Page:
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This chapter continues from where Creating the workspace definition left us.

Hello world with Eclipse

Next, as the wizard advised after defining the workspace, we'll generate eclipse settings. This is a mutation to the workspace, and iwant does not have full control over the files (eclipse is also able to modify them), so this wish needs to be a side-effect.

~/iwant-tutorial $ as-iwant-tutorial-developer/with/bash/iwant/side-effect/eclipse-settings/effective
(0/1 D! net.sf.iwant.api.core.Concatenated eclipse-settings.bin-refs)
(as-iwant-tutorial-developer/i-have/wsdef)
( .project)
( .classpath)
( .settings/org.eclipse.jdt.core.prefs)
( .settings/org.eclipse.jdt.ui.prefs)
(as-iwant-tutorial-developer/i-have/wsdefdef)
( .project)
( .classpath)
( .settings/org.eclipse.jdt.core.prefs)
( .settings/org.eclipse.jdt.ui.prefs)
Output asserted

Now we can import the projects to eclipse (without copying them to the workspace!) and study what we have. In fact, let's even make the first edit: another hello target alongside with the existing one.

~/iwant-tutorial $ $EDITOR "as-iwant-tutorial-developer/i-have/wsdef/src/main/java/com/example/wsdef/IwanttutorialWorkspace.java"
package com.example.wsdef;
import java.util.Arrays;
import java.util.List;
import net.sf.iwant.api.core.HelloTarget;
import net.sf.iwant.api.model.SideEffect;
import net.sf.iwant.api.model.Target;
import net.sf.iwant.api.wsdef.IwantWorkspace;
import net.sf.iwant.api.wsdef.SideEffectDefinitionContext;
import net.sf.iwant.eclipsesettings.EclipseSettings;
public class IwanttutorialWorkspace implements IwantWorkspace {
@Override
public List<? extends Target> targets() {
return Arrays.asList(new HelloTarget("hello", "hello from iwant\n"));
return Arrays.asList(new HelloTarget("hello", "hello from iwant\n"),
hello2());
}
private static Target hello2() {
return new HelloTarget("hello2", "hello from my first target\n");
}
@Override
public List<? extends SideEffect> sideEffects(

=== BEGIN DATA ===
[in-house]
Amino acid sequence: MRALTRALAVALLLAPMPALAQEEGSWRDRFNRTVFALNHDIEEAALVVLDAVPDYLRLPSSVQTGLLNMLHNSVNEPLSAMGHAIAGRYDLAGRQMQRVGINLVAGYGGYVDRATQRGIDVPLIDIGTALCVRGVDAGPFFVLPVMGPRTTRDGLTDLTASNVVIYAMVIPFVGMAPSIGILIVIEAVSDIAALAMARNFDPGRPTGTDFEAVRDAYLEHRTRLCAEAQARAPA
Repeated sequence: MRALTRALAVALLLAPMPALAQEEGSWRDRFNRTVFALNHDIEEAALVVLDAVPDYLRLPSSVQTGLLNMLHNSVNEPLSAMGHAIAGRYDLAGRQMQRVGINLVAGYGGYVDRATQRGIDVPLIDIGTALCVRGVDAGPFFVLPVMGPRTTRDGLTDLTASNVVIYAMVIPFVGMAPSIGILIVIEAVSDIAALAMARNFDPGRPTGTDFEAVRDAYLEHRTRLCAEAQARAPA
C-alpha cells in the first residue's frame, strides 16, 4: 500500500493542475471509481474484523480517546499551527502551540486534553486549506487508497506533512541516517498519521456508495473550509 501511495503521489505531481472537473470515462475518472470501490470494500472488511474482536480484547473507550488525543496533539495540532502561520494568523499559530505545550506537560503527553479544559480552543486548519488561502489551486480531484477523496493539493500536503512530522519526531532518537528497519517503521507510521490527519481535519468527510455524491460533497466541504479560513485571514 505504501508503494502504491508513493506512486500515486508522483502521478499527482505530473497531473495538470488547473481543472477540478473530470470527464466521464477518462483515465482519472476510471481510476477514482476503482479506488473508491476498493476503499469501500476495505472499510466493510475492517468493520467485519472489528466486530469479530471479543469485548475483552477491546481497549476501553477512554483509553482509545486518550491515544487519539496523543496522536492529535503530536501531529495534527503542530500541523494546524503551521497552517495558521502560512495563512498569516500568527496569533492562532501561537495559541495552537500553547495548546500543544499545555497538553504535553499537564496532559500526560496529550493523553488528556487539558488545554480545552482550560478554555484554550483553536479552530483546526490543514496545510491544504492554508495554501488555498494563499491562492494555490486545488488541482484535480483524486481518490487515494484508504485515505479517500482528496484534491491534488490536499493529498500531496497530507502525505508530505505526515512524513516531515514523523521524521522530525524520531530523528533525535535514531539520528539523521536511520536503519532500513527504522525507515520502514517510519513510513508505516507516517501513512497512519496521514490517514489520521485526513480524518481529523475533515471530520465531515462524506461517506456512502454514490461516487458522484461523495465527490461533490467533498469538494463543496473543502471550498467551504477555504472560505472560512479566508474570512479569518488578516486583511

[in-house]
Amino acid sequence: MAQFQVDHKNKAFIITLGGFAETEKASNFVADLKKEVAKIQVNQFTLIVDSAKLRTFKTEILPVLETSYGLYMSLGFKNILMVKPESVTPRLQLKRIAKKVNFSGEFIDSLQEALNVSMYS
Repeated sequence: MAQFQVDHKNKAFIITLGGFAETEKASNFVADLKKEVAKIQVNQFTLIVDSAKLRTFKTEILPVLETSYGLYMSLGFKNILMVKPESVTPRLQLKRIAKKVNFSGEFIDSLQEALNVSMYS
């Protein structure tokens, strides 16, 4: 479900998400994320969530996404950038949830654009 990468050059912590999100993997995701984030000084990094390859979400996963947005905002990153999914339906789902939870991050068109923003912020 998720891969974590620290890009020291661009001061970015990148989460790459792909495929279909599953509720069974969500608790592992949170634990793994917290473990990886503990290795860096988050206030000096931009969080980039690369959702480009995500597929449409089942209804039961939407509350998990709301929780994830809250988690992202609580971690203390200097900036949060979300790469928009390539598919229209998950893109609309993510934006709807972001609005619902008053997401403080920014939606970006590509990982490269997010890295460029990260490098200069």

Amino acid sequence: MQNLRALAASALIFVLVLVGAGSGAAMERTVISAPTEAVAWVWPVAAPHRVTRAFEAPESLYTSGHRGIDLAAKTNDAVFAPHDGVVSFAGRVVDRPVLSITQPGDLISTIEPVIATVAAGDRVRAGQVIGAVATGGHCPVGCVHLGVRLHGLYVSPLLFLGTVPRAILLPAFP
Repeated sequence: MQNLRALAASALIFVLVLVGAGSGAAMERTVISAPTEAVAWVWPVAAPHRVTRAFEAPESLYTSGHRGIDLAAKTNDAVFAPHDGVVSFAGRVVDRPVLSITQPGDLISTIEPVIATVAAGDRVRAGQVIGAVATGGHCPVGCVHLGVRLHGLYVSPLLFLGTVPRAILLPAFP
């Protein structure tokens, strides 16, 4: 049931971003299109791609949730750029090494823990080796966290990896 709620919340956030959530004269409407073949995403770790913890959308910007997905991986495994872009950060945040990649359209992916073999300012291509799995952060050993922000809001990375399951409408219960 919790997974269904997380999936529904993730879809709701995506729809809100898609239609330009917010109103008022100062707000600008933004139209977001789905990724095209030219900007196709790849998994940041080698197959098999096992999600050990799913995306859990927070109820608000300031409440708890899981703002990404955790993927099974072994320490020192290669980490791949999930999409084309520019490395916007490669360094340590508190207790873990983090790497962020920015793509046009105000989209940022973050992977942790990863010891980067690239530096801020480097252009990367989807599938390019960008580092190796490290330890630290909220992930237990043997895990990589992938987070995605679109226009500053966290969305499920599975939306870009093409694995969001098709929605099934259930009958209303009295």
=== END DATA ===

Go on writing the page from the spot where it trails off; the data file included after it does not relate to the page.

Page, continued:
SideEffectDefinitionContext ctx) {
return Arrays
.asList(EclipseSettings
.with()
.name("eclipse-settings")
.modules(ctx.wsdefdefJavaModule(),
ctx.wsdefJavaModule()).end());
}
}

We can see our new target in the list of targets.

~/iwant-tutorial $ as-iwant-tutorial-developer/with/bash/iwant/list-of/targets
(0/1 S~ net.sf.iwant.api.javamodules.JavaClasses iwant-tutorial-wsdef-main-classes)
hello
hello2
Output asserted

Building a target means wishing for a path to a file that contains the fresh content of the target. Let's try that for the two targets we have.

~/iwant-tutorial $ as-iwant-tutorial-developer/with/bash/iwant/target/hello/as-path
(0/1 D! net.sf.iwant.api.core.HelloTarget hello)
/home/hacker/iwant-tutorial/as-iwant-tutorial-developer/.i-cached/target/hello
Output asserted
~/iwant-tutorial $ as-iwant-tutorial-developer/with/bash/iwant/target/hello2/as-path
(0/1 D! net.sf.iwant.api.core.HelloTarget hello2)
/home/hacker/iwant-tutorial/as-iwant-tutorial-developer/.i-cached/target/hello2
Output asserted

iwant only prints the requested path to stdout, all diagnostic output goes to stderr. This means we can redirect the path to further processing. This is a convenient idiom for showing the content of a target:

~/iwant-tutorial $ as-iwant-tutorial-developer/with/bash/iwant/target/hello2/as-path | xargs cat
hello from my first target
Output asserted
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